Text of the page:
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‘Connecting the Ecosystem, Transforming Education’ is a key purpose for us at LearnTech Lab and this post will unpack and elucidate what is meant by the word ECOSYSTEM. Currently, the word is being used widely across a large number of sectors and given that the simple definition is ‘a complex network or interconnected system’ it is easy to understand why.

The problem with this though is that there is a danger that the word ECOSYSTEM becomes what Marvin Minsky termed a ‘suitcase word’. Suitcase words can be defined as those that contain a variety of meanings packed into them depending on the background or purpose of the person using them with the greatest risk of it only being used to sound current or trendy.

Whilst we are proponents of keeping everything as simple as possible, we’d like to share our definition of an ecosystem from a LearnTech Lab perspective.

An ecosystem is a complex network of stakeholders that extends across traditional industry verticals. These stakeholders— schools, start-ups, investors, industry, advisors, and government — connect through both digital and physical platforms and interact in ways that have a positive impact on learning, teaching and leading. The ecosystem is co- evolving in temporary clusters of semi-permanent relationships and participants have a high degree of autonomy, and their roles are not constant.

So definitely not simple! But, what does this look like in practice and why do we think it’s important to connect the ecosystem?

Characteristics of an ecosystem

An important element of the ecosystem for us is that it is purpose-focused with the school

(student, teacher, and leader) at the centre. The ecosystem needs to be multi-entity, meaning it has a range of traditional and non-traditional stakeholders including, but not limited to:

  • Students
  • Teachers
  • School Leaders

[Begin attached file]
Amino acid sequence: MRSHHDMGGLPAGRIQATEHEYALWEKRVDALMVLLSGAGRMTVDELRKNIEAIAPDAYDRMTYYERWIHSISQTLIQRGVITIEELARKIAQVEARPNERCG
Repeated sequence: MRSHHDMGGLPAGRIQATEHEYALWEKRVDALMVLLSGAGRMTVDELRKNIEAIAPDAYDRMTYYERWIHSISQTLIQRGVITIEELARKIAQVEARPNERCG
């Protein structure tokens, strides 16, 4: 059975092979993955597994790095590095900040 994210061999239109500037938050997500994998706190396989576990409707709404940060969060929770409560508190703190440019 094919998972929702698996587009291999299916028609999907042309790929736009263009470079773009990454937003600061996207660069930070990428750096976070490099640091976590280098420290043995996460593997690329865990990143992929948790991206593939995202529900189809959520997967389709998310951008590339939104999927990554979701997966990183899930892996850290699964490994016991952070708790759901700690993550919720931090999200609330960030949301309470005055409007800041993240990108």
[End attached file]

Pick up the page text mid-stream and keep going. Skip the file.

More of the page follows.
• Parents
  • Start-ups
  • Investors
  • Corporate and Industry
  • Advisors and Mentors
  • Government


These networks of shifting semi-permanent relationships between stakeholders ensure that all members co-evolve as they redefine their capabilities and relationships with each other over time. To thrive, the ecosystem will be dynamic, collaborative, emergent, influence based and network oriented.


Ecosystem Mindset

To enable this to happen we believe the following mindsets are required and are adapted from

The New Ecosystem World -Tata Consultancy Services (1):

  • Purpose focused: this is a central piece for the ecosystem and for all members to enact in their interactions with each
  • Risk-embracing: a challenge in education has always been that at its core is the student which has led to risk-averse responses in many situations. We believe there’s a need to shift the mindset to risk-embracing while ensuring student safety and wellbeing is a paramount Our SandBox Lab, which we’ll talk about in our next post, is a way to manage this tension.
  • Co-opetition: all members of the ecosystem operate within a competitive environment if not now, soon. Our ecosystem only includes those with the mindset that more can be achieved by working together to share resources and knowledge, than by keeping these closed. By adopting this mindset, greater outcomes are produced and all
  • Exponential growth and thinking: while there are always limitations on resources, the network effect of exponential thinking by individuals and organisations leads to